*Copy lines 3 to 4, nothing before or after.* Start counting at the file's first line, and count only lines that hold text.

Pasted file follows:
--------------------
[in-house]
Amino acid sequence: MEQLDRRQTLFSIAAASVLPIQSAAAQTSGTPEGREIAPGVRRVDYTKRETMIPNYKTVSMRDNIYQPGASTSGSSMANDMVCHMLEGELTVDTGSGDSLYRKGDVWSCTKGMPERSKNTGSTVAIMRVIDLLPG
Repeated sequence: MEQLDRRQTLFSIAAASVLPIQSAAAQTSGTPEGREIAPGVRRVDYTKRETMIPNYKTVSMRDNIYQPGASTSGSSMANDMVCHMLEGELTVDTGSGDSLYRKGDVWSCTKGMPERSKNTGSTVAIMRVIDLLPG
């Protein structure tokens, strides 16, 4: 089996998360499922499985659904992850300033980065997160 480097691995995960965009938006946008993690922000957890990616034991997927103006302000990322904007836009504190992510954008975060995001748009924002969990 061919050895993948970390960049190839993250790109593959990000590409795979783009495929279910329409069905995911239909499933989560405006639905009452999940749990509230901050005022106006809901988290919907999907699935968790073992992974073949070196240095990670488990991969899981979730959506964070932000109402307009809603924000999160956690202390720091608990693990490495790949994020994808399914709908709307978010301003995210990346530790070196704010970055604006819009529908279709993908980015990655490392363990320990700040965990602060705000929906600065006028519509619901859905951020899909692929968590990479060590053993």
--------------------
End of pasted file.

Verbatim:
Repeated sequence: MEQLDRRQTLFSIAAASVLPIQSAAAQTSGTPEGREIAPGVRRVDYTKRETMIPNYKTVSMRDNIYQPGASTSGSSMANDMVCHMLEGELTVDTGSGDSLYRKGDVWSCTKGMPERSKNTGSTVAIMRVIDLLPG
């Protein structure tokens, strides 16, 4: 089996998360499922499985659904992850300033980065997160 480097691995995960965009938006946008993690922000957890990616034991997927103006302000990322904007836009504190992510954008975060995001748009924002969990 061919050895993948970390960049190839993250790109593959990000590409795979783009495929279910329409069905995911239909499933989560405006639905009452999940749990509230901050005022106006809901988290919907999907699935968790073992992974073949070196240095990670488990991969899981979730959506964070932000109402307009809603924000999160956690202390720091608990693990490495790949994020994808399914709908709307978010301003995210990346530790070196704010970055604006819009529908279709993908980015990655490392363990320990700040965990602060705000929906600065006028519509619901859905951020899909692929968590990479060590053993």